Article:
instagram envelope_alt facebook twitter search youtube_play whatsapp remove external_link loop2 arrow-down2

Next profits gloom after festive slump

FASHION chain Next has cut its annual profit forecast and predicted falling earnings over the next year.

The warning follows a poor Christmas high street performance which saw sales slump 9.2 per cent.

However, this was offset by a 15.2 per cent surge in online sales over the same trading period and a 1.5 per cent rise in full-price sales between October 28 and December 29.

The group downgraded its profit forecast to £723million for the year ahead, from the £727million previously expected, and said the next financial year will remain under pressure.

It blamed the gloomier outlook on higher sales of seasonal products such as personalised gifts and beauty products which have a lower profit margin than its clothing ranges. The group said it also faced higher operational costs on online sales.

Chief executive Lord Wolfson said November was hit hard by unusually mild weather, but that spending bounced back in December.

The pro-Brexit peer played down fears over the impact of economic uncertainty on consumers.

‘People are maybe a little bit more cautious, given the uncertainties around Brexit. But I think that’s as strong as you can put it,’ he said.

■ SHOP prices rose at their fastest since 2013 last month, despite Christmas discounts. Overall inflation accelerated to 0.3 per cent compared with a year ago, said the BRC-Nielsen Shop Price Index, which blamed the pound’s post-Brexit vote fall.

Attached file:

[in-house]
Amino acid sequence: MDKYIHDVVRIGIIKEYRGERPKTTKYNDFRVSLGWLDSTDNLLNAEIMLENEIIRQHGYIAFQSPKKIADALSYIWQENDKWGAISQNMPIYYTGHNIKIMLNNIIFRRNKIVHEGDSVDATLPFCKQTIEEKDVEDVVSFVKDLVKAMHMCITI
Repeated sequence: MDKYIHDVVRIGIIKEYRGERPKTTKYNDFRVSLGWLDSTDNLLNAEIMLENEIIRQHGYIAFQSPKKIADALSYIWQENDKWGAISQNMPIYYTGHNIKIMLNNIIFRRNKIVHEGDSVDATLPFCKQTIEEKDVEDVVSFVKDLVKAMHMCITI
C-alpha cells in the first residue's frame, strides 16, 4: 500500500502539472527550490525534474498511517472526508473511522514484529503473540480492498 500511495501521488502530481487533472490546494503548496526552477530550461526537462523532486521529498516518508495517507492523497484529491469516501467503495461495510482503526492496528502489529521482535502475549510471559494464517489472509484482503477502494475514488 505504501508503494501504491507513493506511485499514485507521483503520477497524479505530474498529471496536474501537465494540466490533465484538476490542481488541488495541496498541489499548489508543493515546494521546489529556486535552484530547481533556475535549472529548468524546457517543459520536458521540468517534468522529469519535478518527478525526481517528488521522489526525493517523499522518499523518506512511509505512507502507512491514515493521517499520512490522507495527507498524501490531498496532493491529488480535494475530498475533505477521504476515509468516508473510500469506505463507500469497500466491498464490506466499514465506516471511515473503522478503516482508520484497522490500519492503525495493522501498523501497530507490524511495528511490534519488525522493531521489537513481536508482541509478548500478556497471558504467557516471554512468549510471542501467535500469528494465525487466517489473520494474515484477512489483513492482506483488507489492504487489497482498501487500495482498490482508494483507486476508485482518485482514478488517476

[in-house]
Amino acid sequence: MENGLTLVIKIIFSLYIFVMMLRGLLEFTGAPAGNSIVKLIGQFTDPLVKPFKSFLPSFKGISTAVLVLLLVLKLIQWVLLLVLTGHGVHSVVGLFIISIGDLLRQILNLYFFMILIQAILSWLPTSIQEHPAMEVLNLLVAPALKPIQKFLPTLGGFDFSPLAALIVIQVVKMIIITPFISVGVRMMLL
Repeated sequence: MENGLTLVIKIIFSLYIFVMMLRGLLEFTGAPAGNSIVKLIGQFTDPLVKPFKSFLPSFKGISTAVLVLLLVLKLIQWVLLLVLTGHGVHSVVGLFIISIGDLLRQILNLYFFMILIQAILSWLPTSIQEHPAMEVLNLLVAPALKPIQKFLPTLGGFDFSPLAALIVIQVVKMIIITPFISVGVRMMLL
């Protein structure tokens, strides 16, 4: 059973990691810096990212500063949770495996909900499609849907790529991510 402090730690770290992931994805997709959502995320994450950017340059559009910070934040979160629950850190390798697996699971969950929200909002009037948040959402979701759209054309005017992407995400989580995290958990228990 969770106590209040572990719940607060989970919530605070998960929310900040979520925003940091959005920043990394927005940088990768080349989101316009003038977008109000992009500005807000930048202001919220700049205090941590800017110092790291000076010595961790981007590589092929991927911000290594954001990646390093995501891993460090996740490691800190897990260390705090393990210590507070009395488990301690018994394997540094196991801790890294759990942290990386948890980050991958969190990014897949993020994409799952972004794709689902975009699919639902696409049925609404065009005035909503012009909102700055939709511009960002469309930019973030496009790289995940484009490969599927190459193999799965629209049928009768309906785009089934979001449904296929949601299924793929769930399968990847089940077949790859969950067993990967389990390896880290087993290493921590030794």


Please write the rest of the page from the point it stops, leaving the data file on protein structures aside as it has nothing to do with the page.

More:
Job forms ‘should not ask for record’

FIRMS should stop asking for criminal record details in job applications, a study says. Ticking a box ‘tells people trying to move on with their lives that they won’t be given a fair chance’, said Jessica Rose of Business in the Community, which carried out the study with Virgin Trains.

Look sharp and waltz off with a Victorian treasure


PARTYGOERS today wouldn’t venture out without their phone, but for girls in the Victorian era a pencil was essential to fill in suitors on their dance card. Now 600 of these pencils are up for sale, including an exquisite heart and a tiny elephant. The collection is set to fetch £130,000 later this month at Woolley & Wallis in Salisbury, Wiltshire.

Battery-power hotel is leading the charge

A HOTEL is running on battery power for several hours each day, in a UK first. Edinburgh’s 200-room Gyle Premier Inn saves cash by charging up its five-tonne battery at off-peak times. It was installed in a trial by the chain’s owner Whitbread.